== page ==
The advanced assay kit is capable of diagnosing depression and bipolar disorder


New test could help diagnose depression, and providing hope. (Credit: UniSA.)

Scientists from the University of South Australia (UniSA) have developed a new test that accurately predicts the mood disorders in people, by measuring levels of a particular protein found in the brain.

The researchers said that the relation between reduced levels of mature brain-derived neurotrophic factor (mBDNF) and depression is well known, but the three forms of the BDNF protein in blood samples are not distinguished until now.

According to UniSA scientists, the mature form of the protein will promote the growth of neurons and protects the brain, while the other two forms would bind to different receptors and cause nerve degeneration and inflammation.

The advanced assay kit developed by them is capable of precisely distinguishing between these proteins, unlike other commercial kits in the market.

UniSA researcher Xin-Fu Zhou said: “As mature BDNF and proBDNF have different biological activities, working in opposition to each other, it is essential that we can distinguish between these two proteins and detect changes in their levels.”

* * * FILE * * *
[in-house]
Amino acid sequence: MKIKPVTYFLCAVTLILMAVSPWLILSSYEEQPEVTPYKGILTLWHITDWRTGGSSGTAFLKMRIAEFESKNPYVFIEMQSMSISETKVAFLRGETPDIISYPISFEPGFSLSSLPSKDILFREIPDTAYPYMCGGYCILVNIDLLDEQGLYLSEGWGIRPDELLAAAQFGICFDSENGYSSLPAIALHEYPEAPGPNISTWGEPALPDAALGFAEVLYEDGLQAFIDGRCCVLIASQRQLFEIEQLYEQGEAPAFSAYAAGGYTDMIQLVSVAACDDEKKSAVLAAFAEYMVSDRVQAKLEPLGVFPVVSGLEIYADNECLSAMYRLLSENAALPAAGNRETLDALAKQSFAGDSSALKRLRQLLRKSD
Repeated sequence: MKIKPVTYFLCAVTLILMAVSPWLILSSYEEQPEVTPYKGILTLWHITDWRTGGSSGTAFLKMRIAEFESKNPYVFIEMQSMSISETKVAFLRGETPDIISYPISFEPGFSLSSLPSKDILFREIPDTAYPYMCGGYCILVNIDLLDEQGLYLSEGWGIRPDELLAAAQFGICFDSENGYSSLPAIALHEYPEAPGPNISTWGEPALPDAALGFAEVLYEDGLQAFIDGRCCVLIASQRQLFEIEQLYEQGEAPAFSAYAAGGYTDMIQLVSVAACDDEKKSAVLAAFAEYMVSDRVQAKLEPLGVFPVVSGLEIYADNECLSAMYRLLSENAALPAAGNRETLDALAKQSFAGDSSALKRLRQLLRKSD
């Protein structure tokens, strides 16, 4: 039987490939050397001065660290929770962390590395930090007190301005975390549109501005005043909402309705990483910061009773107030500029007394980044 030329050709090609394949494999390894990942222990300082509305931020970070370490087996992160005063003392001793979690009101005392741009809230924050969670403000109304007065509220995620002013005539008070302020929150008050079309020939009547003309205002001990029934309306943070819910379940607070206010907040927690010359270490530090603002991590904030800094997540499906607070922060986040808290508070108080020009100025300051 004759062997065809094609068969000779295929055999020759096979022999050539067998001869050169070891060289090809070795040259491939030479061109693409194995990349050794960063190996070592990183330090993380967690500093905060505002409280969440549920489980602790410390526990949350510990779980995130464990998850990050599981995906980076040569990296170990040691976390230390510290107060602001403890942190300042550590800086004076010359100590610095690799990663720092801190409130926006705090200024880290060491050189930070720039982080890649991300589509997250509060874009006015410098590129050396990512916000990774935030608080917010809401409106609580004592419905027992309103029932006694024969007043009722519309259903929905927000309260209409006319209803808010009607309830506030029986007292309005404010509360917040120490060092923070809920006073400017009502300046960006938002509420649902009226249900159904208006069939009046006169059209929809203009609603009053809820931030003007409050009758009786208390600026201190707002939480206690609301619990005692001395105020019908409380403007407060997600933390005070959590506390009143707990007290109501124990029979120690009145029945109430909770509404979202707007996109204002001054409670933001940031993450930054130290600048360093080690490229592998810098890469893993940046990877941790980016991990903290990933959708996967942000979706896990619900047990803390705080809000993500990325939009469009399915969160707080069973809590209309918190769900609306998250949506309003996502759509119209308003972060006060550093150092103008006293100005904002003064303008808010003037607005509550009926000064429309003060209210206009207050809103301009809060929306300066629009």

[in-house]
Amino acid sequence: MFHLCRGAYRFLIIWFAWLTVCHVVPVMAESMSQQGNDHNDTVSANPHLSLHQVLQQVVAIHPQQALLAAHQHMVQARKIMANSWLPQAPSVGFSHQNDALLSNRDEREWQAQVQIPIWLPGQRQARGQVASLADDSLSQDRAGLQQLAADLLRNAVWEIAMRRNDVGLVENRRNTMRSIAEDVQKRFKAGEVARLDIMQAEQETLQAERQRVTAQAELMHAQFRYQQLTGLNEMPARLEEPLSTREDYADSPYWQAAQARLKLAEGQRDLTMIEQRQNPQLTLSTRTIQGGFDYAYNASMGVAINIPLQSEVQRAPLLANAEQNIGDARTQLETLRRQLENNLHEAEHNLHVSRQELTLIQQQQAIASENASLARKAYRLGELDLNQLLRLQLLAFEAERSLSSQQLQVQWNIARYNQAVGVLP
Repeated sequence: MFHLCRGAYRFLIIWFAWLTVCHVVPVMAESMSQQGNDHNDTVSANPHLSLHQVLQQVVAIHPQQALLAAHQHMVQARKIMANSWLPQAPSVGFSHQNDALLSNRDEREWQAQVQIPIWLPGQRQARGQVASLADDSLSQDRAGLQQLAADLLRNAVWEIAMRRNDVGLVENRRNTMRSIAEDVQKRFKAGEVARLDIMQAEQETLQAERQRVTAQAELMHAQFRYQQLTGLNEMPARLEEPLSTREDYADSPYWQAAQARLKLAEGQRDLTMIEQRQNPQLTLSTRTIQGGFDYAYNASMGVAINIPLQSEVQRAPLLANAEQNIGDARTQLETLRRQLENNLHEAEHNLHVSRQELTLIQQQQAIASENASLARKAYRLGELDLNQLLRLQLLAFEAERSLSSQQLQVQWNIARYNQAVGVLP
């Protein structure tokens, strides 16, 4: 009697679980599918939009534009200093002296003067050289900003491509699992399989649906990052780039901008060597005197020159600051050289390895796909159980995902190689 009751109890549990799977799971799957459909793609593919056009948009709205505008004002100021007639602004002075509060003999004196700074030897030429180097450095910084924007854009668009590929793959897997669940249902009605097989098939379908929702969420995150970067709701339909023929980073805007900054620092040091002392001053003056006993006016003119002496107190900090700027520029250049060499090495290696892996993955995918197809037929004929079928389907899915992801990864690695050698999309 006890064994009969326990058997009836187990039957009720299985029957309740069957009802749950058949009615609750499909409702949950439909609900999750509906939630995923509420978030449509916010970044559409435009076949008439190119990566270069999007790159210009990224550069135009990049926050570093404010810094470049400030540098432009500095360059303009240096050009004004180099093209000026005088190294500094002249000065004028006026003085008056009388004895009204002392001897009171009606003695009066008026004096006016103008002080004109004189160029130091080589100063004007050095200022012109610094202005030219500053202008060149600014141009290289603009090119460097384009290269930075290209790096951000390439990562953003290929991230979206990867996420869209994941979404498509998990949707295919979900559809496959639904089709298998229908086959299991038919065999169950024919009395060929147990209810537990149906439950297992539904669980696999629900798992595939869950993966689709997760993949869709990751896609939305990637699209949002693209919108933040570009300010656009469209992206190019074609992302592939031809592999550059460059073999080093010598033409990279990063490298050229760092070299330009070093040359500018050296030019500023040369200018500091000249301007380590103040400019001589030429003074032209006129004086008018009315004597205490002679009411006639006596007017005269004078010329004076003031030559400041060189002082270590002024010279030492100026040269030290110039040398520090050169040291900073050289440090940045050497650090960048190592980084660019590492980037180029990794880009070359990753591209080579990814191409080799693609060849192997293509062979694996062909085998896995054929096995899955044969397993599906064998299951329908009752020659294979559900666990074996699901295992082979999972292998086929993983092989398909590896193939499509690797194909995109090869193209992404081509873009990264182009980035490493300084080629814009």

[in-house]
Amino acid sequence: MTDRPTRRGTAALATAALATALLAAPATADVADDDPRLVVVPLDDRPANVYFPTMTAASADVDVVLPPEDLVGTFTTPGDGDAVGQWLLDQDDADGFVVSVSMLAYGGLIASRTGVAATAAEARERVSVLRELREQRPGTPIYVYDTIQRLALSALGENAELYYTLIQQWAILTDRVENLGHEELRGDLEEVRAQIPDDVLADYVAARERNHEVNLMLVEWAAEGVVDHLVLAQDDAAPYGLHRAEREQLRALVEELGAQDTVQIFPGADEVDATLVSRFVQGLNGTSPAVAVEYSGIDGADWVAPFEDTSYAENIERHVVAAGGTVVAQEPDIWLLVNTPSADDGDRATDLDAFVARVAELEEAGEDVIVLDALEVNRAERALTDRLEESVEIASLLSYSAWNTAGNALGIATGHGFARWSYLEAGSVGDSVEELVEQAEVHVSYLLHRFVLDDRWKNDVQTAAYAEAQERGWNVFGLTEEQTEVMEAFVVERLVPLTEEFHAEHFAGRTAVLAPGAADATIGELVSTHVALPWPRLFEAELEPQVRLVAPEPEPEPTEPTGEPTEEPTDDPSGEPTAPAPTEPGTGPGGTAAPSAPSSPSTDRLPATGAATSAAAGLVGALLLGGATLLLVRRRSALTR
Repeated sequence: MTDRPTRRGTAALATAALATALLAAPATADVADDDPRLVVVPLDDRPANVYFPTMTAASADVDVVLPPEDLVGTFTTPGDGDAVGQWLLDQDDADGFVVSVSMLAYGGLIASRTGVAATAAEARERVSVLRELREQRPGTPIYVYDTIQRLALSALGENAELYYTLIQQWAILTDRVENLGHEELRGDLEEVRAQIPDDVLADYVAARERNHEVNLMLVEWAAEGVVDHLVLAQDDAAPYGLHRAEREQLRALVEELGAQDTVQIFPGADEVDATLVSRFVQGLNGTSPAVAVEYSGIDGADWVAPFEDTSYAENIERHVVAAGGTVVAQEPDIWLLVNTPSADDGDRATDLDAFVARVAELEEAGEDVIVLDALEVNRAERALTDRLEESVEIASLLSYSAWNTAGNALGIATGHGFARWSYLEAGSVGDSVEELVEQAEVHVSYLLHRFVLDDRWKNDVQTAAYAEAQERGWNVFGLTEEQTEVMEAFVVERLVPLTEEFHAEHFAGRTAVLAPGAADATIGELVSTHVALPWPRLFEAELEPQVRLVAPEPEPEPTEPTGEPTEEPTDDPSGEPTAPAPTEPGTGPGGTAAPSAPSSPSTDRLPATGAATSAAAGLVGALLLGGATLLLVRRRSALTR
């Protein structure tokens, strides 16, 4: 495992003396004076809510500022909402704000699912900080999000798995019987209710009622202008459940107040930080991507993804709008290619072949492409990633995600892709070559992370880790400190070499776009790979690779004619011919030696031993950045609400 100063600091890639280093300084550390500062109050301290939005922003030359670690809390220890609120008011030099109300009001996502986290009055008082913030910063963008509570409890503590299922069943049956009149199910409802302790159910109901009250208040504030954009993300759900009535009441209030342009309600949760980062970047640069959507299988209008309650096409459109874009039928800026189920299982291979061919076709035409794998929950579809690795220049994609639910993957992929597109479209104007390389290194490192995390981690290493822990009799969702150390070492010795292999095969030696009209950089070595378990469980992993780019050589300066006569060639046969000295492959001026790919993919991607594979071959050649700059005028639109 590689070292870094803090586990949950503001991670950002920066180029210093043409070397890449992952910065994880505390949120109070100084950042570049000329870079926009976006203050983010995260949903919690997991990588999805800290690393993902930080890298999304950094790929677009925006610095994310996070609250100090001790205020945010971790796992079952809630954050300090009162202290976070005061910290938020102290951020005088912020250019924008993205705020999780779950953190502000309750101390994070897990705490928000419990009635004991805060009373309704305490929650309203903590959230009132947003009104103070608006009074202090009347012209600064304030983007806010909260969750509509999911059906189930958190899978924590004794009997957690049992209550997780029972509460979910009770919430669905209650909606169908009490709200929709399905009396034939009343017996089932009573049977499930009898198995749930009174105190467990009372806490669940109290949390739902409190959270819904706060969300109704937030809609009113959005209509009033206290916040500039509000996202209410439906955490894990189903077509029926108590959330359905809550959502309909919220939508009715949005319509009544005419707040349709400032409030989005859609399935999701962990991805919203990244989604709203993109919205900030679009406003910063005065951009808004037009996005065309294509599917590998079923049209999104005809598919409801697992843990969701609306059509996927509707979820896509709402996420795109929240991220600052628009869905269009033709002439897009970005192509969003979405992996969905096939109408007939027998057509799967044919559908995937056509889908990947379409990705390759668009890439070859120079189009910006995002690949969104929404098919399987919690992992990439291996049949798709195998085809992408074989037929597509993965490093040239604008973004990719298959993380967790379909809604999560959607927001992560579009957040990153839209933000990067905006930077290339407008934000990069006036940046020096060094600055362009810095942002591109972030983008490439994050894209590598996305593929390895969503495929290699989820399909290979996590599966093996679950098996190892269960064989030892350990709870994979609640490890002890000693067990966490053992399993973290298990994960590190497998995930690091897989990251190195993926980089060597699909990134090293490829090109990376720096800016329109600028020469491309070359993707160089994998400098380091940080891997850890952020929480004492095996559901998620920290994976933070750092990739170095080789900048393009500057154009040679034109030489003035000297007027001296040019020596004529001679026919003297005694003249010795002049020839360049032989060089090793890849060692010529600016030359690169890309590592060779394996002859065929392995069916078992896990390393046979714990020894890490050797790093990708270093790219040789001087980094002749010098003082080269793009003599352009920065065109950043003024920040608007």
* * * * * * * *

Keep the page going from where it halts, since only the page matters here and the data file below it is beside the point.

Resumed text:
“The existing commercial BDNF ELISA (enzyme-linked immunosorbent assay) kits are not specific and can cross react with each other. The kit we have developed has an accuracy rate of 80-83%.”

UniSA researchers unveiled relation between psychological stress, mBDNF levels, and depression

In a 215-subject study in China, including 90 patients with clinical depression and 15 with bipolar disorder, psychological stress is found to lower mBDNF levels, and lack of mBDNF would causes depression.

The study has also found that levels of mature BDNF in patients, who are not taking any antidepressants, are less compared to patients treated with antidepressants.

Also, the mBDNF levels in 14 people with a history of suicide attempts and the control group of 96 people are similar, with no difference.

According to researchers, serum mBDNF levels less than 12.4ng/ml could be used as a cut-off point to diagnose depression and bipolar disorder.

Zhou added: “This could be an objective biomarker in addition to a clinical assessment by a doctor. Growing evidence indicates that inflammation in brain cells is linked with depressive behaviours and proBDNF seems to activate the immune system. Therefore, we must separate it from mature BDNF to get an accurate reading.

“Interestingly, our recent studies in animals showed that proBDNF injected in both the brain and muscle can directly trigger depressive behaviours.

“Mood disorders affect millions of people worldwide. However, about one third of people with depression and bipolar disorder are resistant to antidepressants or alternative therapies. The reasons are not understood but it could have something to do with the imbalances between the different forms of BDNF, which we hope to investigate next.”